Encoding issues Our BibTeX tool imports data as it is encoded in the BibTeX. Special characters may not import properly. Please contact us if you experience any issues, as we may need to update our parser.
Large files As of September 2018, the BibTeX import tool experiences issues with large (50+ citations) BibTeX files. We recommend splitting the file into multiple parts and again importing the file to resolve.
Using Researcher ID from Web of Science
By using the MyResearcherID feature in Web of Science (Web of Knowledge), researchers are assigned an individual ID number that stays with them, regardless on institutional affiliation, thus allowing their research to be more easily tracked.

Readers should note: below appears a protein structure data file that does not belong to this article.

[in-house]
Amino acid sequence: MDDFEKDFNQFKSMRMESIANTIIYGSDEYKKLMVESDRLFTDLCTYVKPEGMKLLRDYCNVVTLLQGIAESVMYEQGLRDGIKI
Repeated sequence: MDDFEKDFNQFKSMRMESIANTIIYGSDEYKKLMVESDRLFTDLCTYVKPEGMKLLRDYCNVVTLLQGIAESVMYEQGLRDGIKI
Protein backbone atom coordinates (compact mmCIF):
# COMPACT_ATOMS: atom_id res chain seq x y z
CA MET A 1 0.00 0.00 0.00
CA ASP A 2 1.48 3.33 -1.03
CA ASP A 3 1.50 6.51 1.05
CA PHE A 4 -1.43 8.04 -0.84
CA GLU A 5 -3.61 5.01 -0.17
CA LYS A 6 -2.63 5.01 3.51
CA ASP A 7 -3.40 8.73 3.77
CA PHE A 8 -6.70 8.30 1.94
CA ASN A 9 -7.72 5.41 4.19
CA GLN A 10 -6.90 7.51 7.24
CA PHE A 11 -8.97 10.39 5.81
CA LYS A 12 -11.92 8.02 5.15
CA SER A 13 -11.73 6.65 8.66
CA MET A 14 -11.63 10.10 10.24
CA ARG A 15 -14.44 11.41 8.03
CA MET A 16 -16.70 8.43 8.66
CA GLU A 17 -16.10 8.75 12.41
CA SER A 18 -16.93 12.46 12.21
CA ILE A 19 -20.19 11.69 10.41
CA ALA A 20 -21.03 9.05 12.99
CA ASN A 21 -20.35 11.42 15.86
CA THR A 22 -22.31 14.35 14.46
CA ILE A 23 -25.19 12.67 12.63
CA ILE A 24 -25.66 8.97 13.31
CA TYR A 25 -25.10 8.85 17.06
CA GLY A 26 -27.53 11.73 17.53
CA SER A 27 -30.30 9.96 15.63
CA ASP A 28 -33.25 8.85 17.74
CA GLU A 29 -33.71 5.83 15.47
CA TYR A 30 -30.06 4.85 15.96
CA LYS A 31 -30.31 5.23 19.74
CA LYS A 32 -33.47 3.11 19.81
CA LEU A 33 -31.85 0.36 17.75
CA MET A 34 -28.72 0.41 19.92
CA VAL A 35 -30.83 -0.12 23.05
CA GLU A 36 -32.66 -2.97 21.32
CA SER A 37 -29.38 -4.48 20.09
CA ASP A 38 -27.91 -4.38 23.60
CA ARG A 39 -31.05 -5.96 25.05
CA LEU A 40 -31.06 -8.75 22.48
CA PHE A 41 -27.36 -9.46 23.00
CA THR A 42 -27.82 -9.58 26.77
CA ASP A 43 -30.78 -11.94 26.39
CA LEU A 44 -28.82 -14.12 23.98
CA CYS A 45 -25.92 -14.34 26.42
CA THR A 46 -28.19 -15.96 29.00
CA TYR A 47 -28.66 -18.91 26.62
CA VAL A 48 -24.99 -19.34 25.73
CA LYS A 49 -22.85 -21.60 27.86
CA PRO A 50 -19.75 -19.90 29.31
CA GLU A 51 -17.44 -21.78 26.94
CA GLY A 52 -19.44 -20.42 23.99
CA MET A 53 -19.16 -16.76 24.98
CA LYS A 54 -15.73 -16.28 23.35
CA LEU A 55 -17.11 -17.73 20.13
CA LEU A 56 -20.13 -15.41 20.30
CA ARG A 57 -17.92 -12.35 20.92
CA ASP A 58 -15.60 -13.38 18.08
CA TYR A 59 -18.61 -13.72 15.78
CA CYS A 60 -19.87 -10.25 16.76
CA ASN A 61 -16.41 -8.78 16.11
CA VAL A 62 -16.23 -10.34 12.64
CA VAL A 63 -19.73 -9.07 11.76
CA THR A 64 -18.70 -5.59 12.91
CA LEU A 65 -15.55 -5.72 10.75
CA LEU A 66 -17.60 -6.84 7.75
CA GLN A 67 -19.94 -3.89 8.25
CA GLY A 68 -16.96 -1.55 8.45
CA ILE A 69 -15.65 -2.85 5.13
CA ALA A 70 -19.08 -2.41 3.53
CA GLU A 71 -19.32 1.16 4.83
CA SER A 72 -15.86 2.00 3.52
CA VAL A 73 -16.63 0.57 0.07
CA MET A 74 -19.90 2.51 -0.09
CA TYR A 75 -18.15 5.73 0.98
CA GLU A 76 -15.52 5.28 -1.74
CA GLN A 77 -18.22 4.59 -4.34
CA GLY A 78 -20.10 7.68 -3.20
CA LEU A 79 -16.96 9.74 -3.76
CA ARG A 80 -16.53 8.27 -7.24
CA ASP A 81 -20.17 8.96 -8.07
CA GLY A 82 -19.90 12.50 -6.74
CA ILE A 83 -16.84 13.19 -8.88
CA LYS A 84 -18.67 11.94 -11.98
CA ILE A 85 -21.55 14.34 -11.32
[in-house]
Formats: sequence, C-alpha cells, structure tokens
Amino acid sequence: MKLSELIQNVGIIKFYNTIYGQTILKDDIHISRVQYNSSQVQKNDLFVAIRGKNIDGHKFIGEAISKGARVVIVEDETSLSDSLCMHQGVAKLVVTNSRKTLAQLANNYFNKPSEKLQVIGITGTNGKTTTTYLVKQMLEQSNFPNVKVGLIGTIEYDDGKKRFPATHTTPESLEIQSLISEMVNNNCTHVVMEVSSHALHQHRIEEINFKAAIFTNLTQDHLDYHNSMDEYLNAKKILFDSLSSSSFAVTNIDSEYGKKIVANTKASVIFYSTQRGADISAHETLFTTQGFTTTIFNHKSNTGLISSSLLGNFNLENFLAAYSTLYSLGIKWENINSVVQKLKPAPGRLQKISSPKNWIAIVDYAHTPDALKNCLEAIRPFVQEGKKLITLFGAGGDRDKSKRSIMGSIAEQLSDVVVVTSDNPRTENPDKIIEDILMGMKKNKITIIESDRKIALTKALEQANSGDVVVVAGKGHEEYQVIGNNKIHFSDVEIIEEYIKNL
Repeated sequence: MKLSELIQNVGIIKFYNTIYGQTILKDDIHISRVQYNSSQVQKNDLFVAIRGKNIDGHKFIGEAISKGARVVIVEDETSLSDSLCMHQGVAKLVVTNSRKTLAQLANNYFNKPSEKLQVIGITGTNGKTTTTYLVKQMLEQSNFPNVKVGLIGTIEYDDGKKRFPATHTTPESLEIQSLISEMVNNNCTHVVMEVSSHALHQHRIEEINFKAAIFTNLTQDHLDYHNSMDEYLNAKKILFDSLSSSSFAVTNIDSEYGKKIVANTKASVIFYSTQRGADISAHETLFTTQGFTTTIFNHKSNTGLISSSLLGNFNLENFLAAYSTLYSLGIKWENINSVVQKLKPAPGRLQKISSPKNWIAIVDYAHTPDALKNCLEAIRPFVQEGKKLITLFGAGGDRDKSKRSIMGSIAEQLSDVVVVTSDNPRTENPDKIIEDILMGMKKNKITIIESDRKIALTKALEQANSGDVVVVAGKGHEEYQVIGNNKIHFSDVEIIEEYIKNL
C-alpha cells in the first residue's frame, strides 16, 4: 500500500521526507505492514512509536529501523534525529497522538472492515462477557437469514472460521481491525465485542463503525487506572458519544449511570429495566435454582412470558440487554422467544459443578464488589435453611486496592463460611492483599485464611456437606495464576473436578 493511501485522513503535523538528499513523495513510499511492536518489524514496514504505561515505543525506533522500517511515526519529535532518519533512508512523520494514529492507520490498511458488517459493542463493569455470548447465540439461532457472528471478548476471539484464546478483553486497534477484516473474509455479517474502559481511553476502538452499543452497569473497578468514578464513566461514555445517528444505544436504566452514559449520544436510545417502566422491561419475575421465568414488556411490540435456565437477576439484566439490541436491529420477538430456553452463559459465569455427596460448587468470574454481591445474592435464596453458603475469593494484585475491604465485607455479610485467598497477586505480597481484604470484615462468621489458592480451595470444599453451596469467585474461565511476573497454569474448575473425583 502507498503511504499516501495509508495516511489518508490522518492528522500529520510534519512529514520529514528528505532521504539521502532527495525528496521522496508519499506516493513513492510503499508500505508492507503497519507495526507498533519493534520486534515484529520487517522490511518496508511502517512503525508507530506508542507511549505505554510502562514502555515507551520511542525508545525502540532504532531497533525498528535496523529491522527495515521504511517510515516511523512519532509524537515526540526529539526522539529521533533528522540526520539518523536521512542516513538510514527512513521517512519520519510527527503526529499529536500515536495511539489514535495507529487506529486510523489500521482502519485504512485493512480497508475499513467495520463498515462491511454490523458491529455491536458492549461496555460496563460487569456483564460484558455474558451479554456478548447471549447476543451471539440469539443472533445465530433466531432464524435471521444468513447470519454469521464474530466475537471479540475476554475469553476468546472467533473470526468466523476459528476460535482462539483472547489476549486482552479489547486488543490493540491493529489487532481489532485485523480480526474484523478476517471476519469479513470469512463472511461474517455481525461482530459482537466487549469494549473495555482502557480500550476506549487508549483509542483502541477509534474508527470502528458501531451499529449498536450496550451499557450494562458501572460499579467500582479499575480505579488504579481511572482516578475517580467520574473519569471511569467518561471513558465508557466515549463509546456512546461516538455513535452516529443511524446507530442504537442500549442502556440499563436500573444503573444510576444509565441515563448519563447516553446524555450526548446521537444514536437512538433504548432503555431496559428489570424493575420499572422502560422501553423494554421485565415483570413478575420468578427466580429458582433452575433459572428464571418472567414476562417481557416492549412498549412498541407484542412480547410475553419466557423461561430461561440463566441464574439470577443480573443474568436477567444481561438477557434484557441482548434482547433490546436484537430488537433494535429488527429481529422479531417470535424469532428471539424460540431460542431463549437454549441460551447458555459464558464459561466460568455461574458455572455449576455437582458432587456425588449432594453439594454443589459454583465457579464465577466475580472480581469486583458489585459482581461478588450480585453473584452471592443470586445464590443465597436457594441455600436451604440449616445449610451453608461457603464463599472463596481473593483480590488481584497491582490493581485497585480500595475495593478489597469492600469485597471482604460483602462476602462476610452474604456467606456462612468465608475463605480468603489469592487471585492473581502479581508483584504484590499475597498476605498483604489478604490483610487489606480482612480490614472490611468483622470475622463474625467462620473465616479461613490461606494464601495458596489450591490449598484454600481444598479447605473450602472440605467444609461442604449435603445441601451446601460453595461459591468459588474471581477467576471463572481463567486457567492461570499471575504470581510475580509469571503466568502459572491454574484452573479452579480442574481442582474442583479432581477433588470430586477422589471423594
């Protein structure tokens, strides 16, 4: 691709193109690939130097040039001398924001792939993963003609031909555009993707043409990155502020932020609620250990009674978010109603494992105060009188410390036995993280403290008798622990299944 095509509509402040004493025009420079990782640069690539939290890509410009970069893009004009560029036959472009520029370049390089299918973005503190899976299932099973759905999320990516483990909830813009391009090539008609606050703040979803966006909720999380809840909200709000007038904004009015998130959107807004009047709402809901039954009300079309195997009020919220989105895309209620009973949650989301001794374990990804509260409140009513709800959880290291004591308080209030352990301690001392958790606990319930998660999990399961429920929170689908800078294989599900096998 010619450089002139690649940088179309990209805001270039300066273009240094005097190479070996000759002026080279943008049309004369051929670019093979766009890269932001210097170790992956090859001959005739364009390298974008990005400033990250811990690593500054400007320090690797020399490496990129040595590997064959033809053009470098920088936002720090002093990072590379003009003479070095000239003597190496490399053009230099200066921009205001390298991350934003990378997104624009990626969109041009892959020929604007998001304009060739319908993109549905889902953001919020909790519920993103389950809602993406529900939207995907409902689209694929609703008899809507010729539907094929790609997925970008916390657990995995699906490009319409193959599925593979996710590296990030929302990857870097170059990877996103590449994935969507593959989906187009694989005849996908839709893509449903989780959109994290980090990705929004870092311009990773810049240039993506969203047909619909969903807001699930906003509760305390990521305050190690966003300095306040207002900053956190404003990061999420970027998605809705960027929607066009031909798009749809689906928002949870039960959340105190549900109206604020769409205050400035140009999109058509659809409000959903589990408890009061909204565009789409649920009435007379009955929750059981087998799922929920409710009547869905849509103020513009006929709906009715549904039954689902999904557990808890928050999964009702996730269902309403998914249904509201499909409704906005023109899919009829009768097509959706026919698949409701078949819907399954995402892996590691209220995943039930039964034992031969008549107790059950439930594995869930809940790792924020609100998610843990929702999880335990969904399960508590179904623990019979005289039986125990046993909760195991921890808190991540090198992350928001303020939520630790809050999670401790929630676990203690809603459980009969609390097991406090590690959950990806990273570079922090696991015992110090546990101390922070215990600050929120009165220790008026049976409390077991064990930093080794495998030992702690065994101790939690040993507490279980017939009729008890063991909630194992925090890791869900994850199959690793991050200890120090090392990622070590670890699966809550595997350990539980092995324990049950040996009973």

Once your MyResearcherID is created, your publications listed in the Web of Science database are added to your profile - thus ensuring accuracy in tracking your publication history and making it faster to track how your work is cited.
Publications can be added to ResearcherID from Web of Knowledge by selecting the “I Wrote These Publications” button.
How to export Web of Science publications into ORCID?
Note: ORCID does not track citations. Times Cited will not display in ORCID.
Pull in Citations from Scopus
Scopus Author Identifier distinguishes between similar names by assigning each author in Scopus a unique number and grouping together all of the documents written by that author. You automatically have a Scopus Author Identifier if your article is indexed in that database.